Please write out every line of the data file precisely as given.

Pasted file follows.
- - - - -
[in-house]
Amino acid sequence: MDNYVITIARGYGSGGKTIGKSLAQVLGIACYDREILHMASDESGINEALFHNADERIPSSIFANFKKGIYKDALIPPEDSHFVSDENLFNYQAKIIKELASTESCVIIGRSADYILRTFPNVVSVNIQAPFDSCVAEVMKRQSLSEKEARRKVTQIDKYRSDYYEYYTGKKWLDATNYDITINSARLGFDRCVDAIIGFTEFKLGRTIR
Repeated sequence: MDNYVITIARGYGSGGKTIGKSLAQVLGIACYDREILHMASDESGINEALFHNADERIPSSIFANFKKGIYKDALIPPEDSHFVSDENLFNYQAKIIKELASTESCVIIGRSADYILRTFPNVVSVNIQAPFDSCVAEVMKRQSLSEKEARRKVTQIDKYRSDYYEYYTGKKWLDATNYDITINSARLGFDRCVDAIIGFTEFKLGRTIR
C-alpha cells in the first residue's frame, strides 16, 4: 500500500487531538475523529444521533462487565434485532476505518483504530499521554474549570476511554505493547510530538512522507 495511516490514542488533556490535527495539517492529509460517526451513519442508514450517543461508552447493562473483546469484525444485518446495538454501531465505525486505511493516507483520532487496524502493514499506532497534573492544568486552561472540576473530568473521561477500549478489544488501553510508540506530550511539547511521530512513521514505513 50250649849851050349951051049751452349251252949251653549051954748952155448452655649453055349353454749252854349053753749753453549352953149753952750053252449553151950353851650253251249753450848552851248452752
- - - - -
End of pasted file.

[in-house]
Amino acid sequence: MDNYVITIARGYGSGGKTIGKSLAQVLGIACYDREILHMASDESGINEALFHNADERIPSSIFANFKKGIYKDALIPPEDSHFVSDENLFNYQAKIIKELASTESCVIIGRSADYILRTFPNVVSVNIQAPFDSCVAEVMKRQSLSEKEARRKVTQIDKYRSDYYEYYTGKKWLDATNYDITINSARLGFDRCVDAIIGFTEFKLGRTIR
Repeated sequence: MDNYVITIARGYGSGGKTIGKSLAQVLGIACYDREILHMASDESGINEALFHNADERIPSSIFANFKKGIYKDALIPPEDSHFVSDENLFNYQAKIIKELASTESCVIIGRSADYILRTFPNVVSVNIQAPFDSCVAEVMKRQSLSEKEARRKVTQIDKYRSDYYEYYTGKKWLDATNYDITINSARLGFDRCVDAIIGFTEFKLGRTIR
C-alpha cells in the first residue's frame, strides 16, 4: 500500500487531538475523529444521533462487565434485532476505518483504530499521554474549570476511554505493547510530538512522507 495511516490514542488533556490535527495539517492529509460517526451513519442508514450517543461508552447493562473483546469484525444485518446495538454501531465505525486505511493516507483520532487496524502493514499506532497534573492544568486552561472540576473530568473521561477500549478489544488501553510508540506530550511539547511521530512513521514505513 50250649849851050349951051049751452349251252949251653549051954748952155448452655649453055349353454749252854349053753749753453549352953149753952750053252449553151950353851650253251249753450848552851248452752